Fine. I put in my time and was ready to get going. But then I got to the 'Update" screen that lets you know if there are new GPS fixes or Map Share corrections. Strangely, there was a new North America map for me to download. Didn't I just do this? Based on my experience with the 720 (and logical programming in general) I decided to go ahead and click through, figuring the software would tell me if this new map was already on the device. Either the software is really dumb or the 'latest' map I got under the guarantee wasn't in fact the most recent*, because I waited for another few hours while it went through the machinations and installed the new map on my device.

(*I supposed there's the very slight chance that TomTom put out a new map in the time since I first hooked up the new unit, but, as you're about to see, that probably wasn't the case.)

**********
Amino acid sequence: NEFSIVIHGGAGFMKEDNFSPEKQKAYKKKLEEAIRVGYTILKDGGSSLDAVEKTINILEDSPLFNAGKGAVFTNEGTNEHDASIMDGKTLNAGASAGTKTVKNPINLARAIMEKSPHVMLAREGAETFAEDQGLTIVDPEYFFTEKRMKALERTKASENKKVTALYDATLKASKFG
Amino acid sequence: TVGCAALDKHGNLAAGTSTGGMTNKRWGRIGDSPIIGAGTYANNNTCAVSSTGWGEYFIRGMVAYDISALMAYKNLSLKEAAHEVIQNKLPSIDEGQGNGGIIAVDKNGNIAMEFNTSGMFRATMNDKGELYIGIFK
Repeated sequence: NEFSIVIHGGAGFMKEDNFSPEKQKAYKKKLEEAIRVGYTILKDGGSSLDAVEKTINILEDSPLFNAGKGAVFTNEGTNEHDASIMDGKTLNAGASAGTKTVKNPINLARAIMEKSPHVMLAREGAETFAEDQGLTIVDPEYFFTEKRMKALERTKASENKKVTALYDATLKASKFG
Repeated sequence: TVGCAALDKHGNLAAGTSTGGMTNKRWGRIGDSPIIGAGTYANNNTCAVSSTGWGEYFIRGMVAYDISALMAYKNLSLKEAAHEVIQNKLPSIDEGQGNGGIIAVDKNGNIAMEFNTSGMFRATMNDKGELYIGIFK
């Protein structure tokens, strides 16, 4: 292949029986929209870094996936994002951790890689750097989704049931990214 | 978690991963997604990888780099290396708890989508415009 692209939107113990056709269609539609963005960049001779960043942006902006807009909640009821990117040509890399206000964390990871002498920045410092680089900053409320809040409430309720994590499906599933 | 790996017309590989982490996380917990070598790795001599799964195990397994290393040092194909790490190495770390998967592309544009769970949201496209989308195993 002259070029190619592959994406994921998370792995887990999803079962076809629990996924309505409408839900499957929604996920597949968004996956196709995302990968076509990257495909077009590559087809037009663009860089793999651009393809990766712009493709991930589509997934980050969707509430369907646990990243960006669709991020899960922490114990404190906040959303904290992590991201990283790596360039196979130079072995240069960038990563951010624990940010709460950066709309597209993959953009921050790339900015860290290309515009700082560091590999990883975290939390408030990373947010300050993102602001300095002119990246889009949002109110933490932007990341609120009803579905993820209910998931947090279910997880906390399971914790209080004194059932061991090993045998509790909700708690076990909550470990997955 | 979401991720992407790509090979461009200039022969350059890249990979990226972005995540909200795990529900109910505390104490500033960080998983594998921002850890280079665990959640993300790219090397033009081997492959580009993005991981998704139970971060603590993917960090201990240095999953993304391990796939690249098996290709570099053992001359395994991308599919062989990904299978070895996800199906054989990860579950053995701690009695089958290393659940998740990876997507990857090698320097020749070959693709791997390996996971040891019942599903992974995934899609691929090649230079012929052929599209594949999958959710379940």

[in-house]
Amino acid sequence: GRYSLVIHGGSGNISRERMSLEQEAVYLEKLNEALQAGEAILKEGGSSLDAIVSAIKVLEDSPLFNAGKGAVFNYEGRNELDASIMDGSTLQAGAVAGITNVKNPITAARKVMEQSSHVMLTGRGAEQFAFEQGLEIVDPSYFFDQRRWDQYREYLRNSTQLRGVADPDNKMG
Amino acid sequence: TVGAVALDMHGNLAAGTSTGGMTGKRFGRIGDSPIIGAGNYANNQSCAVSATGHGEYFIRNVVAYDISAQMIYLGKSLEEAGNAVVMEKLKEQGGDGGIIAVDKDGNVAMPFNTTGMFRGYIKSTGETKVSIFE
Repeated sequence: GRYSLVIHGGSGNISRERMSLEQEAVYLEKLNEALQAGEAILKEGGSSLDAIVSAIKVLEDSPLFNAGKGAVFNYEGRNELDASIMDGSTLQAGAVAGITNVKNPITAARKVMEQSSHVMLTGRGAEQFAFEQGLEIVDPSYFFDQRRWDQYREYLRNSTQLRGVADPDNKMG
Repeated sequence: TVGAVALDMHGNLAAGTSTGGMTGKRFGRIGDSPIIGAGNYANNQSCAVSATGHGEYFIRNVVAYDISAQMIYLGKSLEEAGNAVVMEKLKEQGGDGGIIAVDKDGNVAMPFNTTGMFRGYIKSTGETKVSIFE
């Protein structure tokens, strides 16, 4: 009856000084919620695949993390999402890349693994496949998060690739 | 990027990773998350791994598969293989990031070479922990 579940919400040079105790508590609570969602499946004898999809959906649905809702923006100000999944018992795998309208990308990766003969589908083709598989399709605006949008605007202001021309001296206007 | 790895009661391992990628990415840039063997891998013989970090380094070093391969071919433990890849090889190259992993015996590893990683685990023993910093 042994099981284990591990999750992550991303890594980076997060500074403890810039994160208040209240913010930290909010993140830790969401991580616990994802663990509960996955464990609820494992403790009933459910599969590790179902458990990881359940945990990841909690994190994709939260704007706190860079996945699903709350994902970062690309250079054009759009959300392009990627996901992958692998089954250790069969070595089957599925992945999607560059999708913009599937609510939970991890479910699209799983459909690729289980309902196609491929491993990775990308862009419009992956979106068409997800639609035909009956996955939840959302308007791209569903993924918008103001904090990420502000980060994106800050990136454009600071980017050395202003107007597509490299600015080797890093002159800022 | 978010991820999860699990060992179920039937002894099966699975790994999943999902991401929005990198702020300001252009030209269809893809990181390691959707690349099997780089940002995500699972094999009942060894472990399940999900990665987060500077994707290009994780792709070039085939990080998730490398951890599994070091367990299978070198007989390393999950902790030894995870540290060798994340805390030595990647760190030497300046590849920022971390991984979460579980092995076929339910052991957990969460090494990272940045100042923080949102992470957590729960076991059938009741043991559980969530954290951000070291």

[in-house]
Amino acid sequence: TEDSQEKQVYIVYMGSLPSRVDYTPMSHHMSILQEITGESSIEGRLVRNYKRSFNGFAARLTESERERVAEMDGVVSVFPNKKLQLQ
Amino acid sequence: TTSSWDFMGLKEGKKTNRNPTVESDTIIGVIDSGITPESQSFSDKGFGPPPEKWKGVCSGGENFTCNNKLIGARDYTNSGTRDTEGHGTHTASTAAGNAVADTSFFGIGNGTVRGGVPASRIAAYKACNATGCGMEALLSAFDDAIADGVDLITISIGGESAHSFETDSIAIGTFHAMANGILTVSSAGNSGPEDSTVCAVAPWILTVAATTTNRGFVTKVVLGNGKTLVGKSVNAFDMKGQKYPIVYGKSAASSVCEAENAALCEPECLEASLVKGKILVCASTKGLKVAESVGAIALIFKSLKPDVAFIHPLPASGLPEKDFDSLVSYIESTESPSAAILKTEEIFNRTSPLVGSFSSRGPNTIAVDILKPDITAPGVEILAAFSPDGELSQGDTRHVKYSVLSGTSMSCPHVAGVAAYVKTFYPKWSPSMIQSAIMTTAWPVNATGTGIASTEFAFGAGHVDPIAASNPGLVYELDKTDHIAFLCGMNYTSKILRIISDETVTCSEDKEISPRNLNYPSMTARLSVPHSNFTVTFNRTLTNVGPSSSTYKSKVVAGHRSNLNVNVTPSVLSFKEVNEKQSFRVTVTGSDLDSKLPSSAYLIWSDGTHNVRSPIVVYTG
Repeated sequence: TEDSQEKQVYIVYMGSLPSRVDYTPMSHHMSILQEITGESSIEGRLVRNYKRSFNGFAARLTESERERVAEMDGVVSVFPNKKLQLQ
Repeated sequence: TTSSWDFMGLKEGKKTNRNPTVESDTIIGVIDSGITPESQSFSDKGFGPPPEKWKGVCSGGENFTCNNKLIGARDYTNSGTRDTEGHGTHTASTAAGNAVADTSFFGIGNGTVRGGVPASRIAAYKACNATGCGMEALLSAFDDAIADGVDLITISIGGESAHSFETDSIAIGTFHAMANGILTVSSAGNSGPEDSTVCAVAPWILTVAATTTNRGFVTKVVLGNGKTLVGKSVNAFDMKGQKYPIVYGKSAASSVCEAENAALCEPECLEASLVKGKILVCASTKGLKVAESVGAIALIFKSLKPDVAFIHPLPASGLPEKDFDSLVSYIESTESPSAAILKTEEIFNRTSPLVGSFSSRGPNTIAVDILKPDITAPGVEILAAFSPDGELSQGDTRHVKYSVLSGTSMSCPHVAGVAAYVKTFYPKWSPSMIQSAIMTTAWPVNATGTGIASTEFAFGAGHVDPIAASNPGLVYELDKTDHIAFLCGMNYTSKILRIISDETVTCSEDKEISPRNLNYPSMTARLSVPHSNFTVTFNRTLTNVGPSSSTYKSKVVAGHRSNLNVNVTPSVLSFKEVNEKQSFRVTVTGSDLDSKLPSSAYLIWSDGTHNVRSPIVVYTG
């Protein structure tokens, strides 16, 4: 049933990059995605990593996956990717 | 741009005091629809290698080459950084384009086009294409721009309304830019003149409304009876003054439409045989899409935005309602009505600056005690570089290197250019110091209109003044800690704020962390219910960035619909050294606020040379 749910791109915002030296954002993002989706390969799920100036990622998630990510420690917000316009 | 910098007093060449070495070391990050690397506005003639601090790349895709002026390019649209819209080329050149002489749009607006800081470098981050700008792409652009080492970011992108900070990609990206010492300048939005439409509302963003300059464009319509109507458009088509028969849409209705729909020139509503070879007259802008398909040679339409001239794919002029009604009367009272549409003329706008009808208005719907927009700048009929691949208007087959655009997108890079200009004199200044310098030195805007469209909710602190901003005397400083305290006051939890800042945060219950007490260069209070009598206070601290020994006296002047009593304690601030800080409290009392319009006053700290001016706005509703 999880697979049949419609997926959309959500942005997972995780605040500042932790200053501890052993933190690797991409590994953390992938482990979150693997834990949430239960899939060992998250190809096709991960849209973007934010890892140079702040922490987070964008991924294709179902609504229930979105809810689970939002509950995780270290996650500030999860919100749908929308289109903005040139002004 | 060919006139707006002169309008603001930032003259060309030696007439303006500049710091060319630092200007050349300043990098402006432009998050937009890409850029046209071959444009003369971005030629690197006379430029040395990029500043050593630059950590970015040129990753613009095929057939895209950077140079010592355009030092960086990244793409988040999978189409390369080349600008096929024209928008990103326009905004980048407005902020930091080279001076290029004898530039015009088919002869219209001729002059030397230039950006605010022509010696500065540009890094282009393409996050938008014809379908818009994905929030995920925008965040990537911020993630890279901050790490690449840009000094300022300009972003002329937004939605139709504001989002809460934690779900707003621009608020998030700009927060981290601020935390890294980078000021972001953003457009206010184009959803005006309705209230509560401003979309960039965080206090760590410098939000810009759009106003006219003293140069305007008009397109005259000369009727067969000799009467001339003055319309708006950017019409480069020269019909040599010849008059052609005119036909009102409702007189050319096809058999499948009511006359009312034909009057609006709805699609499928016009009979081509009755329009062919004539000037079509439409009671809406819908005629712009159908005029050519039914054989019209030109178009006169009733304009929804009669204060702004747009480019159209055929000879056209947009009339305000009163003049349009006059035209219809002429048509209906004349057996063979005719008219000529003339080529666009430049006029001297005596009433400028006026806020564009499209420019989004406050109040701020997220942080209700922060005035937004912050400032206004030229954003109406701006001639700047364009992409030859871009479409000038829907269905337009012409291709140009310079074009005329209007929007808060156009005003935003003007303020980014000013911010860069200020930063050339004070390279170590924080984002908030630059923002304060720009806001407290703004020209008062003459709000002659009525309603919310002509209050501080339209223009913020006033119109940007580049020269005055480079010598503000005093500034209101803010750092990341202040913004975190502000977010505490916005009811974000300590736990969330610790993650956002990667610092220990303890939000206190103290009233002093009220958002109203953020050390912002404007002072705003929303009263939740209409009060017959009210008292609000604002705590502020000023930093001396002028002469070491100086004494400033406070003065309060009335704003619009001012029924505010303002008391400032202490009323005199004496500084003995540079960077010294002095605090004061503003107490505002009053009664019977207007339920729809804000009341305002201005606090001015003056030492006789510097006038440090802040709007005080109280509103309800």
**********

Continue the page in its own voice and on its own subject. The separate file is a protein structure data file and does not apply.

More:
OK, so two updates to get the 'latest' map. Things could be worse, I suppose. Right? Right. I entered my registration code for the free lifetime maps and *SHOCKER* I was told there was yet another new North America map. This time, I took note of the version numbers: The update took me from version 830.2284 to 850.2781. I'm no mathematical wizard, but that seems like a pretty big jump from one version to the next. Three hours later (and about half a day after I first connected to the system), I finally had the last of TomTom's 'latest' updates installed. Not a good way to start. It makes the all the guarantees offered by the company seem just a little disingenuous.

ON THE ROAD (INCLUDING COMPARISONS TO MY GO 720)

This screen is dim. At 100% brightness on the day settings, it's about half of my 720's illumination. This is annoying. It's not the worst thing in the world for me, since I have good eyesight, but I don't like it and I think it would make the unit unusable for many people (my wife included).